Police and punitive policies make schools less safe, especially for minority studentsRoundup
tags: teaching, education, schools, students, Police, 1960s, Mass Incarceration
Kathryn Schumaker is the Edith Kinney Gaylord presidential professor in the department of classics and letters at the University of Oklahoma and author of " Troublemakers: Students’ Rights and Racial Justice in the Long 1960s."
Last month, the U.S. Court of Appeals for the 8th Circuit grappled with the question of how to balance the rights of students with the need for security and order in schools. In a case arising from a Kansas City public school, a police officer handcuffed a 7-year-old black boy and escorted him to the principal’s office for becoming upset after a classmate “incessantly teased” him. The boy remained handcuffed until his father arrived at school 20 minutes later.
Bringing in police officers to handcuff second-graders simply because they are upset or defiant is not good educational policy. But according to the 8th Circuit, it’s legal.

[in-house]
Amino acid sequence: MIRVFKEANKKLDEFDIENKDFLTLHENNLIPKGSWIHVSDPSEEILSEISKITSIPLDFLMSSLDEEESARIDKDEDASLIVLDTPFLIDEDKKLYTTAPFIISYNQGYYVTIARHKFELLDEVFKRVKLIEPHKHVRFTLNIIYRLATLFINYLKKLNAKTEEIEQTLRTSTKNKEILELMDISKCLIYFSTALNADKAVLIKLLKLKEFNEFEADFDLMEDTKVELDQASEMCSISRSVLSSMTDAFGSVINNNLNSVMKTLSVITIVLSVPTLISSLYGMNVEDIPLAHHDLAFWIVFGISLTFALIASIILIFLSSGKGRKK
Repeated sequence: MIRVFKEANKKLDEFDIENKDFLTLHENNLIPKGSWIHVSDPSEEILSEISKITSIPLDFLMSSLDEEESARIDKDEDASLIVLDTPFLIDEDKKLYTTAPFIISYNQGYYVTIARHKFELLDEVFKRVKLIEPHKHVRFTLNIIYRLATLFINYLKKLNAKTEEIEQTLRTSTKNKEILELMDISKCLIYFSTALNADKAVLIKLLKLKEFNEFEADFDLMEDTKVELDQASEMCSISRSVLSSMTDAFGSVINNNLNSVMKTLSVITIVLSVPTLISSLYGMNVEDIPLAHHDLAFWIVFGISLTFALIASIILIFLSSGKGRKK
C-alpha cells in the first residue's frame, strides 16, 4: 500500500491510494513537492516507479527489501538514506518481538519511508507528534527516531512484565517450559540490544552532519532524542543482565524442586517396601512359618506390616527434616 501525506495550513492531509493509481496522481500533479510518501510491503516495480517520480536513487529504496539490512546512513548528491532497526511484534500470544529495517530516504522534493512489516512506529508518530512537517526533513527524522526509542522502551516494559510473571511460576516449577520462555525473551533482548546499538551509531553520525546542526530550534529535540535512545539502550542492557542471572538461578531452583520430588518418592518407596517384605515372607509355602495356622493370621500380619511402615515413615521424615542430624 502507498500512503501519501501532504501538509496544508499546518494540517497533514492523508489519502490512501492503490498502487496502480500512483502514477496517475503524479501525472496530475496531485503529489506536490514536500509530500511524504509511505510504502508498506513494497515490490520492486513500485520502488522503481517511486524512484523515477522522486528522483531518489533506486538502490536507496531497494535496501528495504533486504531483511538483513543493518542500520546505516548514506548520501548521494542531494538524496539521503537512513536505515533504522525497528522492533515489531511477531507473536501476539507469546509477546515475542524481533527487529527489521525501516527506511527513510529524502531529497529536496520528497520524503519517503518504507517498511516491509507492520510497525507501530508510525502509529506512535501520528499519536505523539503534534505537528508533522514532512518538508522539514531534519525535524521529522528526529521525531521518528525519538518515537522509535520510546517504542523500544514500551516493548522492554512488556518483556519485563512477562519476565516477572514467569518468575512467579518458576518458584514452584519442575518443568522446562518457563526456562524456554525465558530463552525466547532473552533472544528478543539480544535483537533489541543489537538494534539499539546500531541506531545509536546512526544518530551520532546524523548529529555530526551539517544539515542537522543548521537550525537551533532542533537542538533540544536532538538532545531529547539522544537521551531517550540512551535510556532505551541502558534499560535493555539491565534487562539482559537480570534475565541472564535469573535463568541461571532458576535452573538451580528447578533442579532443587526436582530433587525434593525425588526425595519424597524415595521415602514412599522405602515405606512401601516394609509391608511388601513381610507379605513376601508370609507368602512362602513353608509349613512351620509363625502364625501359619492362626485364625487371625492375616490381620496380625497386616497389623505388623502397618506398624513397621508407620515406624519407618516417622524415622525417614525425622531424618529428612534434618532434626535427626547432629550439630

This punitive decision is a product of changes in educational policy over the past 50 years, in which schools have argued, and courts have agreed, that harsher punishments are necessary for reasons of student safety. As students have become more vocal in asserting their rights, educators and legislators have responded by turning to police officers and more severe disciplinary policies, both of which have done little to enhance education but have done much to perpetuate racial inequality.
The increase in school security is directly linked to the rise of student activism that started to transform schools 50 years ago. In the 1969 case Tinker v. Des Moines, the U.S. Supreme Court famously declared that teachers and students “do not shed their constitutional rights to freedom of speech or expression at the schoolhouse gate,” siding with Christopher Eckhardt, John Tinker and Mary Beth Tinker, who wore black armbands to express opposition to the escalation of the Vietnam War in 1965. Their protest was only one example of the hundreds of student protests that roiled American schools in the late 1960s and early 1970s. Their lawsuit, however, was a watershed moment in U.S. legal history because it extended constitutional rights to all public school students.
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